Microplastics is a relatively new challenge for the environment - only in the last 60 years has plastic been produced in huge quantities worldwide. Accordingly, there are still no legal regulations regarding production, use and disposal. An initiative launched in 2016 consisting of four international collaborative projects under the umbrella of JPI Oceans is starting there. The aim is to develop uniform measuring methods and further knowledge about the transport and sedimentation behavior of MP, and how it affects the marine environment and ultimately human beings.
The laboratory for powder and suspension characterization, accredited at the Fraunhofer IKTS according to DIN EN ISO/EC 17025, is investigating what happens in the long term with microplastics in the marine environment as part of the WEATHER-MIC joint project.
Together with other partners from Germany, Sweden, Norway, and Belgium, the decomposition into smaller and smaller particles and which environmental factors mainly influence this process is being investigated. In order to understand the complex natural weathering processes and their influence on the material, Kathrin Oelschlägel analyses them under controlled laboratory conditions: "The work means a lot to me as a scientist, but also as a private person. I enjoy working in a field where there is still a lot to discover and understand. I hope that my work will help to clarify whether and to what extent microplastics pose a risk to the environment. In my everyday life, I have become much more aware of the plastics I use since the project began. My handling of plastic packaging, for example, has also changed significantly. I try to use alternatives in sensible places. Conscious use of plastics does not harm us in our everyday lives and is ultimately beneficial to our nature.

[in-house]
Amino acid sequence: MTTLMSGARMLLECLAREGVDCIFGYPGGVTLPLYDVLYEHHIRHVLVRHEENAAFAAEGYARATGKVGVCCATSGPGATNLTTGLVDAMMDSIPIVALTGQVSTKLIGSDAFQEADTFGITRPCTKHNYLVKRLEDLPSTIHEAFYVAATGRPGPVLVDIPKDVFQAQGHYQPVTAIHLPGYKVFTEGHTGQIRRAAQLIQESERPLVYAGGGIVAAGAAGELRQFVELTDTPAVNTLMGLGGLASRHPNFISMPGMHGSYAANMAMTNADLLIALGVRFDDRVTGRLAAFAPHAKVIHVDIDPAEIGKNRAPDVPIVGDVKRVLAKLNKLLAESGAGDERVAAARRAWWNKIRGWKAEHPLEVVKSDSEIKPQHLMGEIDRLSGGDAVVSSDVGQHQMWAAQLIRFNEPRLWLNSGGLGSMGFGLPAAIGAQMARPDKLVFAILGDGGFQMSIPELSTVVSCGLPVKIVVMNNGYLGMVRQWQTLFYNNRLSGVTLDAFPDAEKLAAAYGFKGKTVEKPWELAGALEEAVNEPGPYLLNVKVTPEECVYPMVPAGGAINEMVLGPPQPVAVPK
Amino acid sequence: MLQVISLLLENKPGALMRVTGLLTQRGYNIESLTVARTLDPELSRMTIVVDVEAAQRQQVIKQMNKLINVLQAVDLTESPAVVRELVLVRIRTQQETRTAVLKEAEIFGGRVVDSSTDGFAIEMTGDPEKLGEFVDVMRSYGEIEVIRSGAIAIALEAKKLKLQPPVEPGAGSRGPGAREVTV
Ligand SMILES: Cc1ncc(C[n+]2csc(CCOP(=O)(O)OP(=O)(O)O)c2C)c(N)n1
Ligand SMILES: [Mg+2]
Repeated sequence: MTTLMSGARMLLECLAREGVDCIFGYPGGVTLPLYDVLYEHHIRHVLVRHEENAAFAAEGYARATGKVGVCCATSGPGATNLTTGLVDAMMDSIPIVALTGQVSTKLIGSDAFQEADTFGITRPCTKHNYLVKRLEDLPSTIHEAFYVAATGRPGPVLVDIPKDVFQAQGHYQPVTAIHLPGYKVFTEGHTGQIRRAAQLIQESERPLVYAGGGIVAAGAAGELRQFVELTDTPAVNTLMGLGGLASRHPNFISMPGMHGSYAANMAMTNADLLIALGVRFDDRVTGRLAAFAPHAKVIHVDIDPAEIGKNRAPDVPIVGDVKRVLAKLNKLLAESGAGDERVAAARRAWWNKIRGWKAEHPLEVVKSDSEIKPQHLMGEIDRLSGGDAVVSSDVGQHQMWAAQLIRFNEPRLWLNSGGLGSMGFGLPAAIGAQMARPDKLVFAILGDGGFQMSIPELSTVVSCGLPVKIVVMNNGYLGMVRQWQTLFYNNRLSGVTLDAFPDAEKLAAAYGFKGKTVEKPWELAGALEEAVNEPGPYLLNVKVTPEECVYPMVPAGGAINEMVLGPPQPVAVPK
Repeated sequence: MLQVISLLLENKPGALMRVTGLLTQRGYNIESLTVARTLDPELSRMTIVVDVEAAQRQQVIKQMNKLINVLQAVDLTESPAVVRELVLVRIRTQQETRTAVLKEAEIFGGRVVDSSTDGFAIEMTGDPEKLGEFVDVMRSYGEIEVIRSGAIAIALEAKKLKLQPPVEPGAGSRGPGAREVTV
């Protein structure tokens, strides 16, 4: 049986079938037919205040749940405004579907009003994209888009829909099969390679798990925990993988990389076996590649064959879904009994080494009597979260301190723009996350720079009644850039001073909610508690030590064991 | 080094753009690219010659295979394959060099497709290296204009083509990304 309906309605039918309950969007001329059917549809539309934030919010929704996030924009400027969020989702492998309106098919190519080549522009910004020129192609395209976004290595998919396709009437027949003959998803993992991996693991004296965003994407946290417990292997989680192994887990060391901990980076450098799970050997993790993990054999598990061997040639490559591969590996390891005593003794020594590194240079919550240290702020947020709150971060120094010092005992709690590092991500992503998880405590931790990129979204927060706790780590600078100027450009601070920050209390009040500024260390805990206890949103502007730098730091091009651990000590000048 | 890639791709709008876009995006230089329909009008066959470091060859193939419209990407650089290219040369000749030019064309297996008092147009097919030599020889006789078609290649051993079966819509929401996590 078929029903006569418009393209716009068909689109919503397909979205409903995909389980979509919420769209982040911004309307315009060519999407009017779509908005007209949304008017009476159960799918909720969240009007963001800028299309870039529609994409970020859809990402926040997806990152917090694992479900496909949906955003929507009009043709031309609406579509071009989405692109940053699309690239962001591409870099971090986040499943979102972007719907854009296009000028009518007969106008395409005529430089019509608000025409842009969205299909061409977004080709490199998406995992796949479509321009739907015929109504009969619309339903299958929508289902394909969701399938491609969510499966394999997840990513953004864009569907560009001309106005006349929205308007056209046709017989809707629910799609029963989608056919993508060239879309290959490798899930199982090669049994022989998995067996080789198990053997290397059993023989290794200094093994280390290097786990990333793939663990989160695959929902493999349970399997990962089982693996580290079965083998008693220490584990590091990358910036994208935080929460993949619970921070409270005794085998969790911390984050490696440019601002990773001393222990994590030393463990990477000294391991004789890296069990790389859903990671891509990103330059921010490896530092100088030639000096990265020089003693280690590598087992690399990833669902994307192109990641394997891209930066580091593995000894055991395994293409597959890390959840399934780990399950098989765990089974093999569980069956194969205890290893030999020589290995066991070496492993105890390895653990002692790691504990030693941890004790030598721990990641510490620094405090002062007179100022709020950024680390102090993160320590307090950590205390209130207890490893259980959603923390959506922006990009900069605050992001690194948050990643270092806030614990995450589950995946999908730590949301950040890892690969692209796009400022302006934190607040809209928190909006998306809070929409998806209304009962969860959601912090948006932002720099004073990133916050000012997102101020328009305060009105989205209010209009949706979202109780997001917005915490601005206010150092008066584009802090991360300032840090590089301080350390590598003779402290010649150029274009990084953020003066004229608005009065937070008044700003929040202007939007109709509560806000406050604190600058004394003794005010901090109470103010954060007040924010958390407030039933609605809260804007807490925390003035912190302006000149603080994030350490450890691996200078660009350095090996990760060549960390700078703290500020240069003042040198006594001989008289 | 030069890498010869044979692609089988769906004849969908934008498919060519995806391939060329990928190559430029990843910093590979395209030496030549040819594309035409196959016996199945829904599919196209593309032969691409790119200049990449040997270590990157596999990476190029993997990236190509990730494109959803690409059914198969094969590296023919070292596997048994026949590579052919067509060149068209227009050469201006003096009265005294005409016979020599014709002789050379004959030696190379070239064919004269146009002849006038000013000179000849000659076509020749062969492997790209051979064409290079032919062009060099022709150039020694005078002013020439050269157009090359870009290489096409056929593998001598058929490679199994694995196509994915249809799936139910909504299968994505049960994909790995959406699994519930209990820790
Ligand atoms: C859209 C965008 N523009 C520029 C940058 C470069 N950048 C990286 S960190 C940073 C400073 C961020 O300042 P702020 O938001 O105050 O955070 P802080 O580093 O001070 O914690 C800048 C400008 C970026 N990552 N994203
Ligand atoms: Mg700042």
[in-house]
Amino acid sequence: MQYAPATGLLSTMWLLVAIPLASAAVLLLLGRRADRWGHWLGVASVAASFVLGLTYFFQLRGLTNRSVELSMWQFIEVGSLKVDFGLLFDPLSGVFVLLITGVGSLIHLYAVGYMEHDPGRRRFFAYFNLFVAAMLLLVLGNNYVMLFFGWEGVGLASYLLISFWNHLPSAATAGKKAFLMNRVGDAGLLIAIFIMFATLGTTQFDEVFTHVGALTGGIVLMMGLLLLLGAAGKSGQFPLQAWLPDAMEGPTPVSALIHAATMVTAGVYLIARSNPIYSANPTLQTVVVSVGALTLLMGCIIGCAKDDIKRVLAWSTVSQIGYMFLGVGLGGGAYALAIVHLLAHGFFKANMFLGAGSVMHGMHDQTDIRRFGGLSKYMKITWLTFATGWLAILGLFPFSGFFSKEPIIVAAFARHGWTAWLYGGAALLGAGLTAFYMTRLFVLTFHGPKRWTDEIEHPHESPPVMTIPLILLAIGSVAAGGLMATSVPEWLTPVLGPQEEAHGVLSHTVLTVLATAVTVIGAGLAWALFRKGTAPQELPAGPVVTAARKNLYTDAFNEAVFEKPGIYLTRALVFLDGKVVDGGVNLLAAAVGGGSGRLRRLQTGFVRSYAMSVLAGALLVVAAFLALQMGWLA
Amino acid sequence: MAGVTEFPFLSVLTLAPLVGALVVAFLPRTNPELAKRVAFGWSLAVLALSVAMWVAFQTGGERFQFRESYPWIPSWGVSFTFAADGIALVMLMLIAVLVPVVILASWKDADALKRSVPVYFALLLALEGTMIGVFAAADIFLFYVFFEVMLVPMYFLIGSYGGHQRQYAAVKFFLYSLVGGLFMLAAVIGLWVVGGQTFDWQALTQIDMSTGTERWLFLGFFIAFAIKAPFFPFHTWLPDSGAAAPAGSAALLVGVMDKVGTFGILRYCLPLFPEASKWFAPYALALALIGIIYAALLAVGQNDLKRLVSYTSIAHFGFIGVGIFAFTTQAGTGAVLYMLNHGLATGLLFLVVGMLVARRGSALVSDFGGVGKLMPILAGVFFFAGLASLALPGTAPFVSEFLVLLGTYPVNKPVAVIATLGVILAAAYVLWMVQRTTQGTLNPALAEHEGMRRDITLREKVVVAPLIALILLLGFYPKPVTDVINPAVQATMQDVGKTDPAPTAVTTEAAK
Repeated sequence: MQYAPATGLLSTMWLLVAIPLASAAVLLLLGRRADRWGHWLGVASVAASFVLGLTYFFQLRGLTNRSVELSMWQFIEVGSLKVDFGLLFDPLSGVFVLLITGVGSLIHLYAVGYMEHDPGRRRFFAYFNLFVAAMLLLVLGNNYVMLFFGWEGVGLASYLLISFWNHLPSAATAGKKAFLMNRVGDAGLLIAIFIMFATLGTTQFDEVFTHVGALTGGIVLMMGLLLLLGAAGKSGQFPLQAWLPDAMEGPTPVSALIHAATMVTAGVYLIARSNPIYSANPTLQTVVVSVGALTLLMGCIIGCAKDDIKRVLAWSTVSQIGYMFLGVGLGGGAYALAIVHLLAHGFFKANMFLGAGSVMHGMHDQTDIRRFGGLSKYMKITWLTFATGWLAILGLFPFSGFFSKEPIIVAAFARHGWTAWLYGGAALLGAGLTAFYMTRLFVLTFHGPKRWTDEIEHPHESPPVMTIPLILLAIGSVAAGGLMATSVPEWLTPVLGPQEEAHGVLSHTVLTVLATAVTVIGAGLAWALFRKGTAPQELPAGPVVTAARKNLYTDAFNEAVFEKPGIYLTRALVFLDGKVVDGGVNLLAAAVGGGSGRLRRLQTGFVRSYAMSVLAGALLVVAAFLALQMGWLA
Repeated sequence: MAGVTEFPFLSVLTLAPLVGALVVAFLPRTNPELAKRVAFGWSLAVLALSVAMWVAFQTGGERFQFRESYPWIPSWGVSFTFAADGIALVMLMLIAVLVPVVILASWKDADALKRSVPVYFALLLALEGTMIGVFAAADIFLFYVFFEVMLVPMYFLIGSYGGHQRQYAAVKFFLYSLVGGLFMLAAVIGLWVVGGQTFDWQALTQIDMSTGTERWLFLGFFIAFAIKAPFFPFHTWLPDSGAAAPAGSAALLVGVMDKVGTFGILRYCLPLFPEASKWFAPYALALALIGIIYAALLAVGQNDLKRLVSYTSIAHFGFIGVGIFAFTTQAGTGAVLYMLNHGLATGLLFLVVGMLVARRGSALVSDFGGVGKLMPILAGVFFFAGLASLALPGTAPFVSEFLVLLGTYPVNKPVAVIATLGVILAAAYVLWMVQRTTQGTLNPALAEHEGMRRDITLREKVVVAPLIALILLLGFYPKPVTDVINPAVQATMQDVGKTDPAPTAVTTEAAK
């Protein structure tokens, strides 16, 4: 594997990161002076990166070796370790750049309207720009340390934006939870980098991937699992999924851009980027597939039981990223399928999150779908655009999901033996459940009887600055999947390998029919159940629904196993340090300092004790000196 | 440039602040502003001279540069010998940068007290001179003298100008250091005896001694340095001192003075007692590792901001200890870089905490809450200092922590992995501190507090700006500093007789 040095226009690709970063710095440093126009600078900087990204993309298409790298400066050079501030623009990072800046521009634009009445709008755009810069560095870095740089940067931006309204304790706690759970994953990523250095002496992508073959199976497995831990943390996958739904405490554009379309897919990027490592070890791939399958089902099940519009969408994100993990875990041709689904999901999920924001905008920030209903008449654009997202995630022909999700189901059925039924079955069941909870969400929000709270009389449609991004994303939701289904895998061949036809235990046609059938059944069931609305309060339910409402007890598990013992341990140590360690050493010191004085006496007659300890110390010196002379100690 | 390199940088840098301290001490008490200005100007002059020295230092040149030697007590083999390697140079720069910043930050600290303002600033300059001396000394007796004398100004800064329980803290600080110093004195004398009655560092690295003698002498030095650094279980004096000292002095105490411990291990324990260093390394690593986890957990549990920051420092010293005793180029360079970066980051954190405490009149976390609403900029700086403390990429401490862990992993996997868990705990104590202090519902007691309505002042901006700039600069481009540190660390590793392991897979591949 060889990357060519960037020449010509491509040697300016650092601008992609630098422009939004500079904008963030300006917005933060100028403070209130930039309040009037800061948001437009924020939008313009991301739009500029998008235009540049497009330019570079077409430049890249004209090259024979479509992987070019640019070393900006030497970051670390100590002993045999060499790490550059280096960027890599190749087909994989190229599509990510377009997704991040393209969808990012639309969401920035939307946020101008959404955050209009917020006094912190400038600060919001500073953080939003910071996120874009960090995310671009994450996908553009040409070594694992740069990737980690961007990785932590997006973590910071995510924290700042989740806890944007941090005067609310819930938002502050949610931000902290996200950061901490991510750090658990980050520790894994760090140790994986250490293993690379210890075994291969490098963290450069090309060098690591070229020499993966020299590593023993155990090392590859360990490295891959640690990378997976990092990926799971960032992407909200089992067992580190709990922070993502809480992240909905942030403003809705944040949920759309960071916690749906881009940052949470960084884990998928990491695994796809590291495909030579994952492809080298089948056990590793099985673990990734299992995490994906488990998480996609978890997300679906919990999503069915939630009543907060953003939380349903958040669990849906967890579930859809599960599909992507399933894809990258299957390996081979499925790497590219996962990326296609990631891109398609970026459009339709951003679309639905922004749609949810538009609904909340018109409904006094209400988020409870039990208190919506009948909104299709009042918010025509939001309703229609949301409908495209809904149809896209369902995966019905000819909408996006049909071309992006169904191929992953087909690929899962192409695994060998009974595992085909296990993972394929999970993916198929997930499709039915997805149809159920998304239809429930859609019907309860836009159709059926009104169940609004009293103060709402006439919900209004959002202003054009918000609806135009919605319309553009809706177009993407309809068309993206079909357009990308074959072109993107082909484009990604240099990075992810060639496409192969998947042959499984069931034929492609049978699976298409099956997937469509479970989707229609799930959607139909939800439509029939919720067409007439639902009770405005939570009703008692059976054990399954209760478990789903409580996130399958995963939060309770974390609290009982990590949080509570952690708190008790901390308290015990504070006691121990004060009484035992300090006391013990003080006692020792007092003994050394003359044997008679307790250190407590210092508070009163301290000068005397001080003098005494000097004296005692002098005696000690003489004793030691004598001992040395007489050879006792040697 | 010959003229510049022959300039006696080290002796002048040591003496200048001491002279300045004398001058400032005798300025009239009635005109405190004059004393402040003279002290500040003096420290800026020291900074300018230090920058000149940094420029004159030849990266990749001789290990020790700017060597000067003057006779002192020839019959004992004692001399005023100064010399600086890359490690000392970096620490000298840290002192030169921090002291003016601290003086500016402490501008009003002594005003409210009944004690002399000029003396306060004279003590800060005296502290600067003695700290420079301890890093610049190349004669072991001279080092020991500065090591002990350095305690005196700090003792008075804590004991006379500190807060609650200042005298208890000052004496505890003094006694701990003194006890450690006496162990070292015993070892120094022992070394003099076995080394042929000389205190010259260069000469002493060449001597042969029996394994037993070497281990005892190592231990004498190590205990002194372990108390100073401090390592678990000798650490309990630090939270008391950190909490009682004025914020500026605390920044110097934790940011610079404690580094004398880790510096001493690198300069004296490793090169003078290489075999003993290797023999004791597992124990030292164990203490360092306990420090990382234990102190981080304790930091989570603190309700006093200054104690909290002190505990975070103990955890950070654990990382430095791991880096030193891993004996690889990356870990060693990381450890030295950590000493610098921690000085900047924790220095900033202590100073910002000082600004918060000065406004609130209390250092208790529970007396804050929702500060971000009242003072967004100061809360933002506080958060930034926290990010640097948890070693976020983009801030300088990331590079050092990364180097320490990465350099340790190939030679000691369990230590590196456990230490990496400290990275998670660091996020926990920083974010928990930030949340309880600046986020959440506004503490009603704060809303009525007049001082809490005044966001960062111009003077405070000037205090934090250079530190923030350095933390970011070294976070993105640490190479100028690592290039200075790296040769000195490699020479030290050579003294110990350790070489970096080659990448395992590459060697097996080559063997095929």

3 quick tips for everyone to reduce their own plastic footprint...
- Drink regional water from reusable glass bottles - or directly from the tap: tap water is the best controlled food in Germany.
- Avoid unnecessary (miniature) plastic packaging - fruit, for example, has a natural protective cover and loose coffee tastes much better than from a disposable capsule.
- Carry a long-lasting cloth bag with you when you go shopping and interrupt the disposable cycle - 71 plastic bags per capita are consumed in Germany every year, and the EU directive stipulates that by 2025 this figure should be a maximum of 40.
... and 1 tip for the German cosmetics industry
- Biowax instead of polyethylene (PE) and co.: In the USA, at least PE as an artificial additive in washable cosmetics will be banned from July 1, 2017. In the DACH countries, the principle of voluntariness still applies. Many companies have also committed themselves to this since 2014 - however, a current study has not recorded any positive results: The cosmetics industry continues to rely on universally applicable, cheap plastic. At the Fraunhofer IKTS, high-quality waxes are synthesized from biogas, which can substitute artificial additives in creams. The researchers have developed a technology that ensures the economic independence of the almost 8000 biogas plants in Germany even after the amendment of the German Renewable Energy Sources Act (EEG): Plant operators can now choose between energy production and the manufacture of sustainable products.